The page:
For Kramnik it was his fifth draw in a row after his first-round win over Radjabov. He seems headed toward another +2 second place finish. He essayed the unusual but recently fashionable 4...Bb4 against Radjabov, who is the only 1.d4 player in the field. (Kramnik is the only other player to open a game with anything other than 1.e4.)

Leko and Anand resumed a debate in the Najdorf that had its most recent installment in this year's Melody Amber blindfold tournament. With his eyes on the board this time, Leko varied with 17.Na4, heading to d5 via b6. After the game Anand called the new move "a strong novelty and added, "I had the feeling I was worse but I always had counterplay"

Anand did a soft-shoe dance called the Queen's Rook Shuffle. He played ..Rc8, ..Rc7, ..Rc6, ..Rc8, and then later, the big finale, ..Ra8! and ..Ra7! Don't try this at home kids, these people are trained professionals.

White was pushing the play and had a little plus for most of the game, but wasn't making any progress and seemed to have trouble deciding on a plan. (I hope to live long enough to understand 32.a3. Taking time for a luft in this sharp position?! Even more confounding is that a few computers like this move too, at least for a moment! I guess the Beatles were right, all we need is luft.) Meanwhile Anand played steady defense, grabbed a pawn, and watched a frustrated Leko implode as his clock ticked down.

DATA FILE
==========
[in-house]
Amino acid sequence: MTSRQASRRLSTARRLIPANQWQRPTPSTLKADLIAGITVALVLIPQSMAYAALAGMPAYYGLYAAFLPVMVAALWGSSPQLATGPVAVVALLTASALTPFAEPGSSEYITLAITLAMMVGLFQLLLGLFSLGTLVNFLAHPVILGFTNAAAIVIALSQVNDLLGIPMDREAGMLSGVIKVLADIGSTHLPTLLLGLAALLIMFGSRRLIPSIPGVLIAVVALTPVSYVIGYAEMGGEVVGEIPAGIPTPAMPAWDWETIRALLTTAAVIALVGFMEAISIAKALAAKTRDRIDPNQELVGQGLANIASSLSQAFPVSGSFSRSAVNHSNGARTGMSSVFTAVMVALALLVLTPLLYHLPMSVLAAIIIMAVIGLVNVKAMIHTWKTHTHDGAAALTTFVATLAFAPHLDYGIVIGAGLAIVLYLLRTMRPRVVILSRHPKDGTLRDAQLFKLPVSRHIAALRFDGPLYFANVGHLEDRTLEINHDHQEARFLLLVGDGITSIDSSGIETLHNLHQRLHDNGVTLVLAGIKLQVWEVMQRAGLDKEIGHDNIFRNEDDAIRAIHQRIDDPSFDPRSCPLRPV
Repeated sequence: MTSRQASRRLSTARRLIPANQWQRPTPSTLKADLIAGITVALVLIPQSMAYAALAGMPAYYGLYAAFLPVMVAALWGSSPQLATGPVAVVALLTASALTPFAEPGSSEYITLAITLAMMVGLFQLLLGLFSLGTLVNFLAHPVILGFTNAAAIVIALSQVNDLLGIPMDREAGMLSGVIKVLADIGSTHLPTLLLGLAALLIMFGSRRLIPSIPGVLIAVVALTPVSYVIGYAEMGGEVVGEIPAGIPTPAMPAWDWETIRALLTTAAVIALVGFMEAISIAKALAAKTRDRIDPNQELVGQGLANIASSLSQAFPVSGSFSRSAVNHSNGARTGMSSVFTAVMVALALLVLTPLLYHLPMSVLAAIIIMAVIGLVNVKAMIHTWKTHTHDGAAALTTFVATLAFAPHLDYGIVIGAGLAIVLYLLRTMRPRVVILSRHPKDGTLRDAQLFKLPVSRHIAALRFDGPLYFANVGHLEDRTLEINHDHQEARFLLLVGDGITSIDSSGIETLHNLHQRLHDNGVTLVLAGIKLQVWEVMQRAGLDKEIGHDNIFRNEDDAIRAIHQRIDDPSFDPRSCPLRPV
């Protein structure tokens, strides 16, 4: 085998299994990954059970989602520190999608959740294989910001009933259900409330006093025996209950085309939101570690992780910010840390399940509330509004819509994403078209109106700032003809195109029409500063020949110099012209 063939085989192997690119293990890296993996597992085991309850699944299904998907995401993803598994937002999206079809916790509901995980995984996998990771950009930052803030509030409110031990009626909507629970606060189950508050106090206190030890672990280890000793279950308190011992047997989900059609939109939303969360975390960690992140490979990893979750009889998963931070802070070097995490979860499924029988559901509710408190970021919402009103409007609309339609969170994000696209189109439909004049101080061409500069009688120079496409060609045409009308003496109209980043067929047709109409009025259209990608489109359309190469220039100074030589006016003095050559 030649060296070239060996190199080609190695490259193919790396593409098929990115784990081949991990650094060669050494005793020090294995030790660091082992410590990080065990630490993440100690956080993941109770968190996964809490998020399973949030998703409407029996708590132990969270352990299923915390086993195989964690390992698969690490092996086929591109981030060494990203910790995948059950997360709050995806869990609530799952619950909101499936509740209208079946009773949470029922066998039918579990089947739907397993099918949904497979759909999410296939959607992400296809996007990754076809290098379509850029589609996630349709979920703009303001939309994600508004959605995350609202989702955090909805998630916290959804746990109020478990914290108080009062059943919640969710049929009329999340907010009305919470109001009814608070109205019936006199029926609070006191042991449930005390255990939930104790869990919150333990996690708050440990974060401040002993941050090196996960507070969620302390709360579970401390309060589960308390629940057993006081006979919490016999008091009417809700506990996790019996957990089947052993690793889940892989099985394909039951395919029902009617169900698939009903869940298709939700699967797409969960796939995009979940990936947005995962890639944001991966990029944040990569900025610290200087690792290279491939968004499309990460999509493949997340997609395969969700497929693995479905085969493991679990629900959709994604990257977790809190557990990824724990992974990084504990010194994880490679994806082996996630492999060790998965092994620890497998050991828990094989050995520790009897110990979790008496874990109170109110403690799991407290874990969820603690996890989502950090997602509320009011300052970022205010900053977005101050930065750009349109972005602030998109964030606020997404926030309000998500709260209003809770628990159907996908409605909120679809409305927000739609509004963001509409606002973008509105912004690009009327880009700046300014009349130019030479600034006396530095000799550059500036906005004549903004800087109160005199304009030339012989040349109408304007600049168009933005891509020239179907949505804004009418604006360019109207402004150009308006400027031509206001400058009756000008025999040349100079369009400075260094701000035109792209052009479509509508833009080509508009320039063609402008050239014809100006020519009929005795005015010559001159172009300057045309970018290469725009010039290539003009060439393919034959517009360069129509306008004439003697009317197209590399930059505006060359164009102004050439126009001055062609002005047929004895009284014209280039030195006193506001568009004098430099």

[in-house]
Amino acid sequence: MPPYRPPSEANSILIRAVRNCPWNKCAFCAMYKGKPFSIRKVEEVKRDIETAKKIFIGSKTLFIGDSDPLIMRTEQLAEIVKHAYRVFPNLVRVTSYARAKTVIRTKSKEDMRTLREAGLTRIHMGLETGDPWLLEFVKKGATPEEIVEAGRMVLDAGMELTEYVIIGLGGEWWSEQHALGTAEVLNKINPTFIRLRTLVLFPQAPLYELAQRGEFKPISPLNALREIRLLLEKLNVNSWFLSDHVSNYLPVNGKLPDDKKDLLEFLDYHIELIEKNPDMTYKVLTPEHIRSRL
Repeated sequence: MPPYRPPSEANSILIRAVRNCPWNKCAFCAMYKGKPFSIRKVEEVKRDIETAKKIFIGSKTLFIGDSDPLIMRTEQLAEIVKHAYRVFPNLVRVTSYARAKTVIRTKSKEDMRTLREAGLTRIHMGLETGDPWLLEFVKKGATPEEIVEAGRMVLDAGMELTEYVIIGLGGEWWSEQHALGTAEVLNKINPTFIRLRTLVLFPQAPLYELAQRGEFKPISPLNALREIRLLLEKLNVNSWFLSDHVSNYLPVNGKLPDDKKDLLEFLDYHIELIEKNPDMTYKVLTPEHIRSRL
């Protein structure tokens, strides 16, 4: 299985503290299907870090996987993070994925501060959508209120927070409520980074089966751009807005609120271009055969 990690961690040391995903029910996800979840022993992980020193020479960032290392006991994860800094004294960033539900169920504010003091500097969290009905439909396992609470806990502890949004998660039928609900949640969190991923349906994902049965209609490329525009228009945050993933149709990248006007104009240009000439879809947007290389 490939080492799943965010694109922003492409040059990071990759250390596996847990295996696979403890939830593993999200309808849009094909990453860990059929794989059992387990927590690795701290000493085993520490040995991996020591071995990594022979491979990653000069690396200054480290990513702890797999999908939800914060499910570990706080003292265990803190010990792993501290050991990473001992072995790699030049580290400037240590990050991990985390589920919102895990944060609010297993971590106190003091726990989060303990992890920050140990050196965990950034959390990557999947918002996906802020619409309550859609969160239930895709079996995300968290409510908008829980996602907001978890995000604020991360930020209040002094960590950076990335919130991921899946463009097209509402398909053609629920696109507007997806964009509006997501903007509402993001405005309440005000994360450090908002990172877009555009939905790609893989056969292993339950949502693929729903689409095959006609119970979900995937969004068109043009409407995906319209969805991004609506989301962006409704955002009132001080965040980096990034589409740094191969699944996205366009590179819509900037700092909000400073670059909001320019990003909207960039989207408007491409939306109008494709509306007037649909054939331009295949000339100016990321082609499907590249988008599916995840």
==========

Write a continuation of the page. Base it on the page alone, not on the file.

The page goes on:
Here we are before White's 40th move, the graveyard of giants. (See diagram below) Black is trying to consolidate after his h2 pawn grab and White still has some pressure. But it's hard to imagine how opening the a1-h8 diagonal for the black bishop is going to help White!

Perhaps it was even harder to imagine the sudden mating attack Black whips up with the help of the rook minding its own business over on a7.

Leko played 40.Rxf4? and the Madras Tiger pounced with 40...Qh1+ Ach nein! Ist eine zwischenschach! (That's German for "forgot about my king, didn't I?") Leko saw it coming after he hurriedly played the final move of the time control and left the board so he wouldn't give anything away with the look of horror creeping into his face. But Anand rarely pardons tactical mistakes.

Anand said afterward that he had been looking at playing the check after recapturing on f4 and then discovered he could change the order with a winning attack.

41.Ka2 exf4 42.Rg4 Bg7 43.b4 a5 There's that rook again! 44.Kb3 axb4 45.Kxb4 Qe1+ 46.Kb3 Qc1 and White resigned. Fritz sez mate in nine.

Much more analysis and game commentary is now available on the replay page.

Mig

Results and schedule

Round 1: Thurs. July 31, 15:00h
V. Kramnik
1-0
T. Radjabov
A. Naiditsch
0-1
V. Bologan
V. Anand
1/2
P. Leko
Round 6: Wed. Aug. 6, 15:00h
T. Radjabov
1/2
V. Kramnik
V. Bologan
1-0
A. Naiditsch
P. Leko
0-1
V. Anand
Games – Report
Round 2: Friday. Aug. 1, 15:00h
V. Anand
0-1
T. Radjabov
P. Leko
1/2
A. Naiditsch
V. Bologan
1/2
V. Kramnik
Round 7: Thurs. Aug. 7, 15:00h
P. Leko
T. Radjabov
V. Anand
V. Bologan
A. Naiditsch
V. Kramnik
Games – Report
Round 3: Sat. Aug. 2, 15:00h
T. Radjabov
1/2
P. Leko
V. Bologan
1-0
V. Anand
V. Kramnik
1/2
A. Naiditsch
Round 8: Fri. Aug. 8, 15:00h
T. Radjabov
A. Naiditsch
V. Kramnik
V. Anand
V. Bologan
P. Leko
Games – Report
Round 4: Sun. Aug. 3, 15:00h
A. Naiditsch
1-0
T. Radjabov
V. Anand
1/2
V. Kramnik
P. Leko
0-1
V. Bologan
Round 9: Sat. Aug. 9, 15:00h
V. Bologan
T. Radjabov
P. Leko
V. Kramnik
V. Anand
A. Naiditsch
Games – Report
Round 5: Mon. Aug. 4, 15:00h
T. Radjabov
1/2
V. Bologan
V. Kramnik
1/2
P. Leko
A. Naiditsch
0-1
V. Anand
Round 10: Sun. Aug. 10, 12:30h
T. Radjabov
V. Anand
A. Naiditsch
P. Leko
V. Kramnik
V. Bologan
Games – Report